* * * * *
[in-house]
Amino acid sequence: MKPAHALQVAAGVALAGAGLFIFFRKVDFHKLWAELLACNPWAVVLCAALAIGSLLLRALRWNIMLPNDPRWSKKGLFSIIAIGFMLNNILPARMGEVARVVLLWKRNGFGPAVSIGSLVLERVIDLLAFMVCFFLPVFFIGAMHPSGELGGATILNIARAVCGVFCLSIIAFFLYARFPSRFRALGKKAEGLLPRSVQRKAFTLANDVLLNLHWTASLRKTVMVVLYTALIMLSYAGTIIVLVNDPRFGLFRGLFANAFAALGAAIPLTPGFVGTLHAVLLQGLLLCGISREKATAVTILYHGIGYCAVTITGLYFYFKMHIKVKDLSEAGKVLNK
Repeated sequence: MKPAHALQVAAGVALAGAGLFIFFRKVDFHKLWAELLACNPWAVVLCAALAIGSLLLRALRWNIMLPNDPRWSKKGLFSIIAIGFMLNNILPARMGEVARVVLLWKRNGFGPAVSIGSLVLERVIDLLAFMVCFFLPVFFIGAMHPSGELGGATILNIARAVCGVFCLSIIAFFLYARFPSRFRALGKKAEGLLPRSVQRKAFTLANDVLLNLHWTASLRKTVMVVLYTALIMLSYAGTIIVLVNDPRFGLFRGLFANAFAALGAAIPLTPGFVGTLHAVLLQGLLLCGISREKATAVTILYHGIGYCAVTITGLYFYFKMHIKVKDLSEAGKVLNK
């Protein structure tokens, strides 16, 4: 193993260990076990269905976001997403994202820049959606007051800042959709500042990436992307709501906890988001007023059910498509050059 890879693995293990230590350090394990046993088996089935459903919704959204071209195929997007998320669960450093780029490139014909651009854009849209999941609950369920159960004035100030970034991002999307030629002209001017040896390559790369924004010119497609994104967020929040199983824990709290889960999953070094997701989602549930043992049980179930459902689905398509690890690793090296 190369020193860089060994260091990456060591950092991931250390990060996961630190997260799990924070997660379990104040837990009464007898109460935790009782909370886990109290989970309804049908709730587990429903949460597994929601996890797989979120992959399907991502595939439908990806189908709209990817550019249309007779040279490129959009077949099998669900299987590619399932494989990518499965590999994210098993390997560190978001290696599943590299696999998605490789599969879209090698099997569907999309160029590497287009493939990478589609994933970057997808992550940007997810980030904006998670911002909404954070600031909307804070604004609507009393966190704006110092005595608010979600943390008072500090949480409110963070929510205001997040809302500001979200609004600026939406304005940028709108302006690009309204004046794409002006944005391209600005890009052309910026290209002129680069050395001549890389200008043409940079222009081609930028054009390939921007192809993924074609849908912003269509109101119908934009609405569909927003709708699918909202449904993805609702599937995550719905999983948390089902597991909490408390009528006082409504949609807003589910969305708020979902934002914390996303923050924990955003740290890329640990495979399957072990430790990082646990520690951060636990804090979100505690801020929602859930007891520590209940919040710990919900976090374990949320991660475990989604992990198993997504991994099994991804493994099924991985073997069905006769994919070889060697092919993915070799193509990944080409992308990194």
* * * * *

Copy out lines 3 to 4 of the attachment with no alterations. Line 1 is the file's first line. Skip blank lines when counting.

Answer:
Repeated sequence: MKPAHALQVAAGVALAGAGLFIFFRKVDFHKLWAELLACNPWAVVLCAALAIGSLLLRALRWNIMLPNDPRWSKKGLFSIIAIGFMLNNILPARMGEVARVVLLWKRNGFGPAVSIGSLVLERVIDLLAFMVCFFLPVFFIGAMHPSGELGGATILNIARAVCGVFCLSIIAFFLYARFPSRFRALGKKAEGLLPRSVQRKAFTLANDVLLNLHWTASLRKTVMVVLYTALIMLSYAGTIIVLVNDPRFGLFRGLFANAFAALGAAIPLTPGFVGTLHAVLLQGLLLCGISREKATAVTILYHGIGYCAVTITGLYFYFKMHIKVKDLSEAGKVLNK
């Protein structure tokens, strides 16, 4: 193993260990076990269905976001997403994202820049959606007051800042959709500042990436992307709501906890988001007023059910498509050059 890879693995293990230590350090394990046993088996089935459903919704959204071209195929997007998320669960450093780029490139014909651009854009849209999941609950369920159960004035100030970034991002999307030629002209001017040896390559790369924004010119497609994104967020929040199983824990709290889960999953070094997701989602549930043992049980179930459902689905398509690890690793090296 190369020193860089060994260091990456060591950092991931250390990060996961630190997260799990924070997660379990104040837990009464007898109460935790009782909370886990109290989970309804049908709730587990429903949460597994929601996890797989979120992959399907991502595939439908990806189908709209990817550019249309007779040279490129959009077949099998669900299987590619399932494989990518499965590999994210098993390997560190978001290696599943590299696999998605490789599969879209090698099997569907999309160029590497287009493939990478589609994933970057997808992550940007997810980030904006998670911002909404954070600031909307804070604004609507009393966190704006110092005595608010979600943390008072500090949480409110963070929510205001997040809302500001979200609004600026939406304005940028709108302006690009309204004046794409002006944005391209600005890009052309910026290209002129680069050395001549890389200008043409940079222009081609930028054009390939921007192809993924074609849908912003269509109101119908934009609405569909927003709708699918909202449904993805609702599937995550719905999983948390089902597991909490408390009528006082409504949609807003589910969305708020979902934002914390996303923050924990955003740290890329640990495979399957072990430790990082646990520690951060636990804090979100505690801020929602859930007891520590209940919040710990919900976090374990949320991660475990989604992990198993997504991994099994991804493994099924991985073997069905006769994919070889060697092919993915070799193509990944080409992308990194």